My friends started showing up. I was beaming with pride. I, Joy Bork, a now 6-year-old, had my own clown friend. We played games outside, danced in circles. I saw my neighbors out back and had to let them know (via screaming) that I had a clown, and she’s my clown. I loved that birthday. And it was because of my friend Ike.
I have a very vivid memory of the day I verbalized one of my pet peeves. Mom, Janine, and I were sitting at the kitchen table eating breakfast (I’m pretty sure it was cereal). It was a normal day. We were probably about to do school. Something kept bombarding my psyche…and it wasn’t pretty.
It was the sound of my sister chewing.
I had to say something. I couldn’t hold it in. I couldn’t even think – my thoughts were pummeled by the chewing.
It seemed to get louder and louder.
“MOM. MAKE HER STOP. SHE SOUNDS LIKE A COW!”
Even in typing that, I realize the absurdity of it all. Make her stop (Despite all of my hoping moms can’t give anti-chewing orders.), she sounds like a cow (I don’t believe i’ve ever isolated the sound of a cow chewing to make an accurate comparison). Well. I guess it was the best I could do in that moment.
Absurd as it is, I despise chewing sounds. I’ve told groups that i’ve lead abroad that I will freely tell them to chew with their mouths closed if I happen to hear them wherever we are at. Open mouthed gum chewing drives me bonkers. I literally can’t.
But if I do happen to hear you chewing, rest assured I won’t compare you to a cow. It’ll probably be something i’ve heard before…like a camel…or a dog.
If you would have come to visit the Bork house when I was young, chances were high that I wanted to take you on a tour of the house. Yes, I wanted to show you all of the rooms, but there was one spot that was my favorite on the tour. It was my badge of honor, the one mark of my resilience and toughness.
What is it, you ask? A trophy? A medal? A creation of mine?
No. It was something much more impactful.
It was a dent in the wall.
I made that dent one day when I tripped and went head first into the hallway wall. It hurt like the dickens, but my head triumphed over the wall. Mind over matter. The dent wasn’t vast, but it was just enough. I left my mark. And I wanted everyone to know. I’d kneel down and show my tour members how my forehead fit perfectly in the dent, thus proving that I am the champion.
In reality, it was a 2”x3” oval dent in the wall, about 6” above the baseboard. Nothing stellar to look at. But to me, it was somehow important.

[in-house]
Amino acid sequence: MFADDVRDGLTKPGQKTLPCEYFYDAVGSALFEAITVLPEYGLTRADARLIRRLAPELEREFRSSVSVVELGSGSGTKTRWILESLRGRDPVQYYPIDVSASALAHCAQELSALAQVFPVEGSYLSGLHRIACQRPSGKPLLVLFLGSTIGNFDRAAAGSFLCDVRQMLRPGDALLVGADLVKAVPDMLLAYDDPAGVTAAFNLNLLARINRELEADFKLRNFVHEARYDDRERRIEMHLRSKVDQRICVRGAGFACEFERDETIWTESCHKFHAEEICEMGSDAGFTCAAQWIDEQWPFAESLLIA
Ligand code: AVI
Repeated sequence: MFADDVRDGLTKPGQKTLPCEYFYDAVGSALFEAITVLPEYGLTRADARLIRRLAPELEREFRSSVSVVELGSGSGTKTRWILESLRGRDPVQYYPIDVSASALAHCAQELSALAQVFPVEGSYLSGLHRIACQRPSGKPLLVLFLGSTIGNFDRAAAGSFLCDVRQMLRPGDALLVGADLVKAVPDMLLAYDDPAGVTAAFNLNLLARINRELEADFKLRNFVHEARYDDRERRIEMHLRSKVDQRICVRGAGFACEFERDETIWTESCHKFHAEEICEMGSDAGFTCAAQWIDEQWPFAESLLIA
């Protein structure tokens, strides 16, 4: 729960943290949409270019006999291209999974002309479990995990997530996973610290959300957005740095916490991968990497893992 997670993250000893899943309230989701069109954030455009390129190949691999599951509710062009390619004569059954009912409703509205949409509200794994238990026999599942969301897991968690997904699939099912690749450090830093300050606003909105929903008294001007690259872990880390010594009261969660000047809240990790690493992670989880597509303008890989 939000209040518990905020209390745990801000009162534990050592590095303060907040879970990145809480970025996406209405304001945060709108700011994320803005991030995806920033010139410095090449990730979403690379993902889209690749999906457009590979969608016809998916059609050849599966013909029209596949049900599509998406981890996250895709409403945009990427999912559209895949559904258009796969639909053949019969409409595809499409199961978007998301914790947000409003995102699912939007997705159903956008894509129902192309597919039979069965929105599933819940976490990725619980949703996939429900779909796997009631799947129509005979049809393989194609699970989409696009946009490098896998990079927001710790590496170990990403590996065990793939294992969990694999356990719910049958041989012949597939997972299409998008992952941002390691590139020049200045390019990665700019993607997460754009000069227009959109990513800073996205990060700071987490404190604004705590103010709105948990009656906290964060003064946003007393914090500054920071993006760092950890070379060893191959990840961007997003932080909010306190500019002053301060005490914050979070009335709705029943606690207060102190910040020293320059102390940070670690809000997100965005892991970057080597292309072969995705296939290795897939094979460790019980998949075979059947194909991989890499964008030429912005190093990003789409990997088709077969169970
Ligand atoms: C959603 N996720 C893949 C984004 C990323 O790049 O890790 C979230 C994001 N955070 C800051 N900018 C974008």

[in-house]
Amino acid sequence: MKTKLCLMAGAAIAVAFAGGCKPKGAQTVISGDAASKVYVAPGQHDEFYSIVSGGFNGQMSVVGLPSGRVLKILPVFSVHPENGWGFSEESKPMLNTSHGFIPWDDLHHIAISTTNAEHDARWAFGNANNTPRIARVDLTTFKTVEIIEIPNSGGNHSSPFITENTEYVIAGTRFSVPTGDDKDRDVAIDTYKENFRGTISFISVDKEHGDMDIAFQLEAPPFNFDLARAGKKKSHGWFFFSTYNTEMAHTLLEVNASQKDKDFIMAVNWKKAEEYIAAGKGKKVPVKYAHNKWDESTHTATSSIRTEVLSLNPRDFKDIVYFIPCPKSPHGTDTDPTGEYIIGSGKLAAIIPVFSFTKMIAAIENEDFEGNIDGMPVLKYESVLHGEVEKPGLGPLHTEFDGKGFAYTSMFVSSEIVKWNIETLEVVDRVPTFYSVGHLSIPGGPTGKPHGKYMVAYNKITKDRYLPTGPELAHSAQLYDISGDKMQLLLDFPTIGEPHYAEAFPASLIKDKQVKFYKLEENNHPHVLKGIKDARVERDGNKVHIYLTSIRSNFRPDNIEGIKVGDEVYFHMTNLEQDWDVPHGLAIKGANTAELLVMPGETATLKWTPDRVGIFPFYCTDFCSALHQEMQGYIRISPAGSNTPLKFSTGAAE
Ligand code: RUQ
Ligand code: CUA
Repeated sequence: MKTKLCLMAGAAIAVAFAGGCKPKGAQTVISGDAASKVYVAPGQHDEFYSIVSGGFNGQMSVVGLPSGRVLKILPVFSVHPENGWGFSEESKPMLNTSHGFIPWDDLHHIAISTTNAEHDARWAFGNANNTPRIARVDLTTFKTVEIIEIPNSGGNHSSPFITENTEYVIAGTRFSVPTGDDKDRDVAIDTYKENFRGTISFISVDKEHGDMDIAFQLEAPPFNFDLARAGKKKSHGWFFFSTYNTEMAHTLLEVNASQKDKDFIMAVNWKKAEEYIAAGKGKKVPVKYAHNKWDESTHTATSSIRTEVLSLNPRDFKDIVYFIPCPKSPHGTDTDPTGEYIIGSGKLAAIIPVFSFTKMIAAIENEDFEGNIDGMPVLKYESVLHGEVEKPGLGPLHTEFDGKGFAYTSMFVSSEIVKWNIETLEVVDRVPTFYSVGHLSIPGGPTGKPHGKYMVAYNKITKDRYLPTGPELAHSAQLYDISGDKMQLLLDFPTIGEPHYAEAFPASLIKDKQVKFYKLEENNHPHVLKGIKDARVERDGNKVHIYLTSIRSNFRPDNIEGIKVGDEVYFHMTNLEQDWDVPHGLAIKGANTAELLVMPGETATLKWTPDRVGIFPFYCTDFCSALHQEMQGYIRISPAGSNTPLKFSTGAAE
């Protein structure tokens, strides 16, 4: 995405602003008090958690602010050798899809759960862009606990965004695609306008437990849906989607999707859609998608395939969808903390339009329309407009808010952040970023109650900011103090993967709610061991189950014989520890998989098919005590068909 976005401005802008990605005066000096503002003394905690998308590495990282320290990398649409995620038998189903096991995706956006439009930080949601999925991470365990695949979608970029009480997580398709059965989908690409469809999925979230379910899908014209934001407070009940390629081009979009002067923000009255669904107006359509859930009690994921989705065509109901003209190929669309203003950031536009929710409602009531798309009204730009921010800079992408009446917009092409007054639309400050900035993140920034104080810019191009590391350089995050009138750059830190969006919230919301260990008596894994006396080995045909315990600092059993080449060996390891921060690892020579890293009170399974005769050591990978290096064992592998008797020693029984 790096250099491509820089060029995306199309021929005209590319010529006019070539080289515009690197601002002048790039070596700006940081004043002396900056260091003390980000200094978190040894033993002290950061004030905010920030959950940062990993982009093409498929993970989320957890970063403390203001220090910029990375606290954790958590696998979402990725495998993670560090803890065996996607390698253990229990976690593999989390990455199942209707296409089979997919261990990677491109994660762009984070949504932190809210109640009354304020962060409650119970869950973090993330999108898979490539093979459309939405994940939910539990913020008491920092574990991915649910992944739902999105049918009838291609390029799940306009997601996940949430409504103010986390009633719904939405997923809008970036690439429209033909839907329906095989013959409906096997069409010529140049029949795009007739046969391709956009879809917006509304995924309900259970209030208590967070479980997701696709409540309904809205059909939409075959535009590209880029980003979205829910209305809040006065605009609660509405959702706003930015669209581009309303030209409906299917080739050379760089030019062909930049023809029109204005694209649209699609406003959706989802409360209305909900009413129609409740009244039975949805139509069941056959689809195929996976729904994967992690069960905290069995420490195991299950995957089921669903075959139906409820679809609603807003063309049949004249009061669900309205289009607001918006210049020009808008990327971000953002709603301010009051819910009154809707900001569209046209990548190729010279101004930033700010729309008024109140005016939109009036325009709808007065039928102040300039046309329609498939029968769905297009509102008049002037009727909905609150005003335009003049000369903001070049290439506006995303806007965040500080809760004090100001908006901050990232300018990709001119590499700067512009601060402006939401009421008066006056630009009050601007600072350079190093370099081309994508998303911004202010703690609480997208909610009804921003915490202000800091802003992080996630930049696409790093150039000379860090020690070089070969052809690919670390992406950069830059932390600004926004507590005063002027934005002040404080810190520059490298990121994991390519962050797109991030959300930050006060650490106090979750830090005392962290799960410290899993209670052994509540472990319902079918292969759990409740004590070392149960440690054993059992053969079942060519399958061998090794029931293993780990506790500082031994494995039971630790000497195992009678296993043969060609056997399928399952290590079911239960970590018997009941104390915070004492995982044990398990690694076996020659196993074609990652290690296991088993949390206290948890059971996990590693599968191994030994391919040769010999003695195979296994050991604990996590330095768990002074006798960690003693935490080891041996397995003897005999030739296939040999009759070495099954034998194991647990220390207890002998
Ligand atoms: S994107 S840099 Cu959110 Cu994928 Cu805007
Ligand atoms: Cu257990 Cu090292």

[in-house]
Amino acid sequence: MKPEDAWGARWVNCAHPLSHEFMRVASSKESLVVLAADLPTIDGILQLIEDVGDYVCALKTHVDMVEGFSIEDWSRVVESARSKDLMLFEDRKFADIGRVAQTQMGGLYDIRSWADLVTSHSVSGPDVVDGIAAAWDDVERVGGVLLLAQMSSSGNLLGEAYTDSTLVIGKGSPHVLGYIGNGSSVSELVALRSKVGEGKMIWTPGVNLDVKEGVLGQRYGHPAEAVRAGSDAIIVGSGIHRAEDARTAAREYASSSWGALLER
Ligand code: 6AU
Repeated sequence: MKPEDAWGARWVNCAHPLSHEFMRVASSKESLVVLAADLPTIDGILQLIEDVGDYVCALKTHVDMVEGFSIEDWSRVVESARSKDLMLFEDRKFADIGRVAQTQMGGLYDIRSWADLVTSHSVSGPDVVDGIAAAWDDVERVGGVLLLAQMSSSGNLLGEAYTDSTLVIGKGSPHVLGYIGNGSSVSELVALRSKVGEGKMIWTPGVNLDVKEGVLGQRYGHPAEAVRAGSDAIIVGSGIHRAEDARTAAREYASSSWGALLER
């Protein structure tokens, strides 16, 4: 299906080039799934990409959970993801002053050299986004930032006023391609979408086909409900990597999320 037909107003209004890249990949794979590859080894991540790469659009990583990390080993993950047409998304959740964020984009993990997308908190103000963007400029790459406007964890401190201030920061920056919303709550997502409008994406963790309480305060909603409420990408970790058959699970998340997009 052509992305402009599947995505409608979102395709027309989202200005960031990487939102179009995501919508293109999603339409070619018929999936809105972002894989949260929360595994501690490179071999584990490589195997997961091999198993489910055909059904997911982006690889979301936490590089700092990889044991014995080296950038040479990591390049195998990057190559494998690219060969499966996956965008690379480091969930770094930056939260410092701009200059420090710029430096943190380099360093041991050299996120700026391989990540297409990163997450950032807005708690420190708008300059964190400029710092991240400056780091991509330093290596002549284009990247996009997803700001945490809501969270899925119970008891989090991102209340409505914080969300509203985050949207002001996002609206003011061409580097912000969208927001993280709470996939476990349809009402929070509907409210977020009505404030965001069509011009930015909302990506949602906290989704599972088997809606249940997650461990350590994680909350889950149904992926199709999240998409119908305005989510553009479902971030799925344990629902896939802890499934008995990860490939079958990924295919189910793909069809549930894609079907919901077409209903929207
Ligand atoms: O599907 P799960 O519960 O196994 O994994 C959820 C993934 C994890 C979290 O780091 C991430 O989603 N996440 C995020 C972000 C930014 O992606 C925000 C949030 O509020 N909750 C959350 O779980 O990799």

If I took you on a tour and showed you my dent, I’m both proud and sorry. Thanks for enduring it. 🙂
My sister Janine used to play keyboards in the band at church. As little siblings do, I wanted to do what Janine did…but differently. Because after all, I’m the youngest and am experiencing the world fully at the ripe age of 11. In my clearly (not) rational mind, the whole world revolves around me (even though mom tells me differently quite often). I found my mom’s old classical guitar in a basement closet. I brought it upstairs and showed it to mom, who helped me understand how to read a chord chart. Then I picked up some of Janine’s sheet music and started trying to sound it out. I remember getting so excited about what I was learning that I wanted to stay up late playing. Much to my chagrin, my playing just wasn’t quiet enough to fly under the radar of superhuman parent hearing (I’m still not sure how they managed to hear everything all the time. Maybe it is one of God’s gifts to parents?).
Not long after getting the guitar bug, we went on a family skiing vacation in Colorado. We made a stop at a friend’s house on the way. My parents were so proud of my playing progress that they brought it up during our visit. Janine had played in the band with the oldest son a few years before, so when the guitar topic came up, he was listening. To be honest, I was probably in the “oh goodness, my parents are talking about me again…this is awkward” phase, so I don’t remember what was said. The one thing I do remember was that before we left, something happened that took me utterly off guard. One moment, I was hugging everyone goodbye. In the next moment, the oldest son put something in my hand that rendered me speechless. It was one of his electric guitars. He looked me in the eyes and said that he believed in me and wanted me to have the guitar so I can continue learning.
That one gift – so freely and graciously given, propelled my love of music forward. It led the way to so many experiences that I couldn’t have imagined otherwise.
That guitar is off living its next life at college with my cousin. A gift that good must be passed on. Thanks for believing in me, Jason!
I was one of those kids that had “things” that I couldn’t travel or sleep without. Mine came in the form of my blankie and a stuffed animal named Brown Bear. I loved the literal stuffing out of that bear. I left him at a hotel once and I remember not sleeping quite as well those few days in-between leaving him behind and when the hotel graciously sent him back to me.
The one obscure bonus of brown bear is that I somehow figured out an additional purpose for him.
(Disclaimer: I was really young. I didn’t realize it was weird.)
His tag somehow had sinus relief properties. If I woke up with a snotty nose in the middle of the night, I’d stuff his tag (ya know…the tag that all stuffed animals have) up my snotty nostril and when I woke up next, it was all better. Some would say it’s a miracle. I just say it’s my Brown Bear.